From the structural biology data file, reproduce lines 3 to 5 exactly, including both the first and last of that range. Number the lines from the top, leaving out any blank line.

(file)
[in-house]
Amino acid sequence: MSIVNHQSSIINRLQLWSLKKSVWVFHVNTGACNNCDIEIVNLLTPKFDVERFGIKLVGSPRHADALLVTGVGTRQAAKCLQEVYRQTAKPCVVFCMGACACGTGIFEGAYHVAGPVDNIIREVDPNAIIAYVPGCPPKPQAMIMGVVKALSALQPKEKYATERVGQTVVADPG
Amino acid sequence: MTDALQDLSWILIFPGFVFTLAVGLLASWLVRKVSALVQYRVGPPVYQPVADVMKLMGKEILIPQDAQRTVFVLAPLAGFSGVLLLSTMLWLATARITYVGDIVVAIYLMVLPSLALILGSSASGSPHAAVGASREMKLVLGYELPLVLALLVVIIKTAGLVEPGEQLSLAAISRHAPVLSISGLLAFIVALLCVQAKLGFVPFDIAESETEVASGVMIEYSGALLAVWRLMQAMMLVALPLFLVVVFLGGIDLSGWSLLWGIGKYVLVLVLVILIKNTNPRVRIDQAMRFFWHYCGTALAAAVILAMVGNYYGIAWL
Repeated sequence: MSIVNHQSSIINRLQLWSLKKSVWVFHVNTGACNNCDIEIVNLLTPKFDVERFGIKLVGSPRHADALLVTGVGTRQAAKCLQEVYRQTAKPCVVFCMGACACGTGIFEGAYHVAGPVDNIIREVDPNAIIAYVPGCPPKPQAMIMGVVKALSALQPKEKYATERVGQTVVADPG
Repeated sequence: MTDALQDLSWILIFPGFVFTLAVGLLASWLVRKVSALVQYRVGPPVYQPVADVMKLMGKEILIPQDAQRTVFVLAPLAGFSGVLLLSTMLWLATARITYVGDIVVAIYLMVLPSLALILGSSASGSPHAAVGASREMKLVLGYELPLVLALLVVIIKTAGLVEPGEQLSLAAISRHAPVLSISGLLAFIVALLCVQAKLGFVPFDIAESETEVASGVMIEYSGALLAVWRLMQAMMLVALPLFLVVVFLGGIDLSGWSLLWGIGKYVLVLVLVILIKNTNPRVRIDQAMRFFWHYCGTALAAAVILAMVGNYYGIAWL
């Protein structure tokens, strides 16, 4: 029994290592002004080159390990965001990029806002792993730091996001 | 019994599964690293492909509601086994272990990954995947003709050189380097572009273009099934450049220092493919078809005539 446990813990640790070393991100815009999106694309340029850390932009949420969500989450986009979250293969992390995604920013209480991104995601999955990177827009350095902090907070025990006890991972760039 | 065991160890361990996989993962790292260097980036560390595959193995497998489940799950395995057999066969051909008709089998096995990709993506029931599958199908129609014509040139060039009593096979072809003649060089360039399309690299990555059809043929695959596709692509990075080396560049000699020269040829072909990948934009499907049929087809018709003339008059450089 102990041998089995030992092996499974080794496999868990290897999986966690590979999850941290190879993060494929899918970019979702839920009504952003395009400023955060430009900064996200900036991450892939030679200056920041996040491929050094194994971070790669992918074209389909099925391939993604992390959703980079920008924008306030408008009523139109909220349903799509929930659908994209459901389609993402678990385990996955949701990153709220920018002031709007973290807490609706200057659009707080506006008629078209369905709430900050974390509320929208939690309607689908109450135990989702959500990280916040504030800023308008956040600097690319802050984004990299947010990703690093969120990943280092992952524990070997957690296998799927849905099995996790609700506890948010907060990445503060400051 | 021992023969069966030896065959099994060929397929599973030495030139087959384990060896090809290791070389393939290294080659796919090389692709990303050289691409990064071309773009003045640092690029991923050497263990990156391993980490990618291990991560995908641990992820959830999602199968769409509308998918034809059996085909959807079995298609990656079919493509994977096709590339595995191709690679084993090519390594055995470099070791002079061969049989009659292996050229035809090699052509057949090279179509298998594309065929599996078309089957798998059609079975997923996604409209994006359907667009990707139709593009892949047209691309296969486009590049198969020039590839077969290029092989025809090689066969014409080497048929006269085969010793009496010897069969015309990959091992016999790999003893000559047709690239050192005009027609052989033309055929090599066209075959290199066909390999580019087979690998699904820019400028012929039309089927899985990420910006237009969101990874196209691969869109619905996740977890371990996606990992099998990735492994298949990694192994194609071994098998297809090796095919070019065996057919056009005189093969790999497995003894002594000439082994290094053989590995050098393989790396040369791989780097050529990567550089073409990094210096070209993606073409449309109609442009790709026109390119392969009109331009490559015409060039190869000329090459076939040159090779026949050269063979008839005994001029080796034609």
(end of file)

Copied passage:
Amino acid sequence: MTDALQDLSWILIFPGFVFTLAVGLLASWLVRKVSALVQYRVGPPVYQPVADVMKLMGKEILIPQDAQRTVFVLAPLAGFSGVLLLSTMLWLATARITYVGDIVVAIYLMVLPSLALILGSSASGSPHAAVGASREMKLVLGYELPLVLALLVVIIKTAGLVEPGEQLSLAAISRHAPVLSISGLLAFIVALLCVQAKLGFVPFDIAESETEVASGVMIEYSGALLAVWRLMQAMMLVALPLFLVVVFLGGIDLSGWSLLWGIGKYVLVLVLVILIKNTNPRVRIDQAMRFFWHYCGTALAAAVILAMVGNYYGIAWL
Repeated sequence: MSIVNHQSSIINRLQLWSLKKSVWVFHVNTGACNNCDIEIVNLLTPKFDVERFGIKLVGSPRHADALLVTGVGTRQAAKCLQEVYRQTAKPCVVFCMGACACGTGIFEGAYHVAGPVDNIIREVDPNAIIAYVPGCPPKPQAMIMGVVKALSALQPKEKYATERVGQTVVADPG
Repeated sequence: MTDALQDLSWILIFPGFVFTLAVGLLASWLVRKVSALVQYRVGPPVYQPVADVMKLMGKEILIPQDAQRTVFVLAPLAGFSGVLLLSTMLWLATARITYVGDIVVAIYLMVLPSLALILGSSASGSPHAAVGASREMKLVLGYELPLVLALLVVIIKTAGLVEPGEQLSLAAISRHAPVLSISGLLAFIVALLCVQAKLGFVPFDIAESETEVASGVMIEYSGALLAVWRLMQAMMLVALPLFLVVVFLGGIDLSGWSLLWGIGKYVLVLVLVILIKNTNPRVRIDQAMRFFWHYCGTALAAAVILAMVGNYYGIAWL